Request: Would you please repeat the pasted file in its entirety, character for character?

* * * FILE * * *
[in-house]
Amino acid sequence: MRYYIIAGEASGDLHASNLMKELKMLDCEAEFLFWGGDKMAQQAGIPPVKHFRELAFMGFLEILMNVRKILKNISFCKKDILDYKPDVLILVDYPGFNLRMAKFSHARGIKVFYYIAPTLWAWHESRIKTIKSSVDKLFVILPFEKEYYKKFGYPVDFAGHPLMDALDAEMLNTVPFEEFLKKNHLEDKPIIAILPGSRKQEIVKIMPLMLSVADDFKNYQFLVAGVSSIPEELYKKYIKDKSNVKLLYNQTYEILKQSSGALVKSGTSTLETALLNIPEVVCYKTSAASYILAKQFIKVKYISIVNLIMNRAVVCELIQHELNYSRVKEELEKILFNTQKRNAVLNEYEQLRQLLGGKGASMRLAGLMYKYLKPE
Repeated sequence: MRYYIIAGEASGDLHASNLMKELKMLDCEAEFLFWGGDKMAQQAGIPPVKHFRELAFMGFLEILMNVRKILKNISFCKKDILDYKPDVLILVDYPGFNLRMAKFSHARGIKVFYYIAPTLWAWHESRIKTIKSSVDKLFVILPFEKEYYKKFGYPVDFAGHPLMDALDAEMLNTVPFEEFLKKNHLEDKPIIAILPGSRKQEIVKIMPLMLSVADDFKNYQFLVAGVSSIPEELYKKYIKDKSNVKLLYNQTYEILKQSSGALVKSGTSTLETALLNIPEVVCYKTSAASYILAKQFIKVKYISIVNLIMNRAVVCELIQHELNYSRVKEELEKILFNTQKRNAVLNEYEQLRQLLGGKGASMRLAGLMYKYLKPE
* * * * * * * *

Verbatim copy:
[in-house]
Amino acid sequence: MRYYIIAGEASGDLHASNLMKELKMLDCEAEFLFWGGDKMAQQAGIPPVKHFRELAFMGFLEILMNVRKILKNISFCKKDILDYKPDVLILVDYPGFNLRMAKFSHARGIKVFYYIAPTLWAWHESRIKTIKSSVDKLFVILPFEKEYYKKFGYPVDFAGHPLMDALDAEMLNTVPFEEFLKKNHLEDKPIIAILPGSRKQEIVKIMPLMLSVADDFKNYQFLVAGVSSIPEELYKKYIKDKSNVKLLYNQTYEILKQSSGALVKSGTSTLETALLNIPEVVCYKTSAASYILAKQFIKVKYISIVNLIMNRAVVCELIQHELNYSRVKEELEKILFNTQKRNAVLNEYEQLRQLLGGKGASMRLAGLMYKYLKPE
Repeated sequence: MRYYIIAGEASGDLHASNLMKELKMLDCEAEFLFWGGDKMAQQAGIPPVKHFRELAFMGFLEILMNVRKILKNISFCKKDILDYKPDVLILVDYPGFNLRMAKFSHARGIKVFYYIAPTLWAWHESRIKTIKSSVDKLFVILPFEKEYYKKFGYPVDFAGHPLMDALDAEMLNTVPFEEFLKKNHLEDKPIIAILPGSRKQEIVKIMPLMLSVADDFKNYQFLVAGVSSIPEELYKKYIKDKSNVKLLYNQTYEILKQSSGALVKSGTSTLETALLNIPEVVCYKTSAASYILAKQFIKVKYISIVNLIMNRAVVCELIQHELNYSRVKEELEKILFNTQKRNAVLNEYEQLRQLLGGKGASMRLAGLMYKYLKPE